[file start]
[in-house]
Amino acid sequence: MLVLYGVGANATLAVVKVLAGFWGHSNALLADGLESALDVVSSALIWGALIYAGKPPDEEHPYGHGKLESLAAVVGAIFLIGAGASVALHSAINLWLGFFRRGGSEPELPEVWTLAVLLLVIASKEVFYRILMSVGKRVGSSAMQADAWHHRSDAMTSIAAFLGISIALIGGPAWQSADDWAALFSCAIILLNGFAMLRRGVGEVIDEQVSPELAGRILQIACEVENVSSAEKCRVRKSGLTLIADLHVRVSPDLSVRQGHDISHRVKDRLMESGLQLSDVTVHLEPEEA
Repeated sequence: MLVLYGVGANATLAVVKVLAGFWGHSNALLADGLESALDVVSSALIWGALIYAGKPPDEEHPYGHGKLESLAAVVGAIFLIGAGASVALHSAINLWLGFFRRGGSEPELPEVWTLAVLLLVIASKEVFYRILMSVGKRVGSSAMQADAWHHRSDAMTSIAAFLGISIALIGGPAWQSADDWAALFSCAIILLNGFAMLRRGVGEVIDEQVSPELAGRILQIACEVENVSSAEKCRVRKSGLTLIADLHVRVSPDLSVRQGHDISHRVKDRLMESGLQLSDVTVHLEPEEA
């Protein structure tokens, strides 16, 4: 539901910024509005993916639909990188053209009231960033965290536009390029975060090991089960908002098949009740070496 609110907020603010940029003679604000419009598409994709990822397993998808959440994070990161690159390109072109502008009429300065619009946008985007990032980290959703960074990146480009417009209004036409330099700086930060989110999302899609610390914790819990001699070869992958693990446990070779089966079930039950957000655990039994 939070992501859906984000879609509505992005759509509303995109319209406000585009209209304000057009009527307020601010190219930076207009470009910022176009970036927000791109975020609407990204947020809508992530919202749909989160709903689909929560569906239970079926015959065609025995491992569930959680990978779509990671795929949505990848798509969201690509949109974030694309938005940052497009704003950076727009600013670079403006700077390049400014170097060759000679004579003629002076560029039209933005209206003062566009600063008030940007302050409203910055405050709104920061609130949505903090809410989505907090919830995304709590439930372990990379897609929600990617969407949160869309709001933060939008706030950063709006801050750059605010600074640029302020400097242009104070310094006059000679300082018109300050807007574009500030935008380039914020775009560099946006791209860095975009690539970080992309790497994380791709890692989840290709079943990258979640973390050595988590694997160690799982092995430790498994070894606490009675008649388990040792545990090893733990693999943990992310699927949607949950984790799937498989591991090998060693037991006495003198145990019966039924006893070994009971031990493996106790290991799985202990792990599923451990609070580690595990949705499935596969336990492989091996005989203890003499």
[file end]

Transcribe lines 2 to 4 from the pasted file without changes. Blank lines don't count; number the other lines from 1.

Amino acid sequence: MLVLYGVGANATLAVVKVLAGFWGHSNALLADGLESALDVVSSALIWGALIYAGKPPDEEHPYGHGKLESLAAVVGAIFLIGAGASVALHSAINLWLGFFRRGGSEPELPEVWTLAVLLLVIASKEVFYRILMSVGKRVGSSAMQADAWHHRSDAMTSIAAFLGISIALIGGPAWQSADDWAALFSCAIILLNGFAMLRRGVGEVIDEQVSPELAGRILQIACEVENVSSAEKCRVRKSGLTLIADLHVRVSPDLSVRQGHDISHRVKDRLMESGLQLSDVTVHLEPEEA
Repeated sequence: MLVLYGVGANATLAVVKVLAGFWGHSNALLADGLESALDVVSSALIWGALIYAGKPPDEEHPYGHGKLESLAAVVGAIFLIGAGASVALHSAINLWLGFFRRGGSEPELPEVWTLAVLLLVIASKEVFYRILMSVGKRVGSSAMQADAWHHRSDAMTSIAAFLGISIALIGGPAWQSADDWAALFSCAIILLNGFAMLRRGVGEVIDEQVSPELAGRILQIACEVENVSSAEKCRVRKSGLTLIADLHVRVSPDLSVRQGHDISHRVKDRLMESGLQLSDVTVHLEPEEA
């Protein structure tokens, strides 16, 4: 539901910024509005993916639909990188053209009231960033965290536009390029975060090991089960908002098949009740070496 609110907020603010940029003679604000419009598409994709990822397993998808959440994070990161690159390109072109502008009429300065619009946008985007990032980290959703960074990146480009417009209004036409330099700086930060989110999302899609610390914790819990001699070869992958693990446990070779089966079930039950957000655990039994 939070992501859906984000879609509505992005759509509303995109319209406000585009209209304000057009009527307020601010190219930076207009470009910022176009970036927000791109975020609407990204947020809508992530919202749909989160709903689909929560569906239970079926015959065609025995491992569930959680990978779509990671795929949505990848798509969201690509949109974030694309938005940052497009704003950076727009600013670079403006700077390049400014170097060759000679004579003629002076560029039209933005209206003062566009600063008030940007302050409203910055405050709104920061609130949505903090809410989505907090919830995304709590439930372990990379897609929600990617969407949160869309709001933060939008706030950063709006801050750059605010600074640029302020400097242009104070310094006059000679300082018109300050807007574009500030935008380039914020775009560099946006791209860095975009690539970080992309790497994380791709890692989840290709079943990258979640973390050595988590694997160690799982092995430790498994070894606490009675008649388990040792545990090893733990693999943990992310699927949607949950984790799937498989591991090998060693037991006495003198145990019966039924006893070994009971031990493996106790290991799985202990792990599923451990609070580690595990949705499935596969336990492989091996005989203890003499």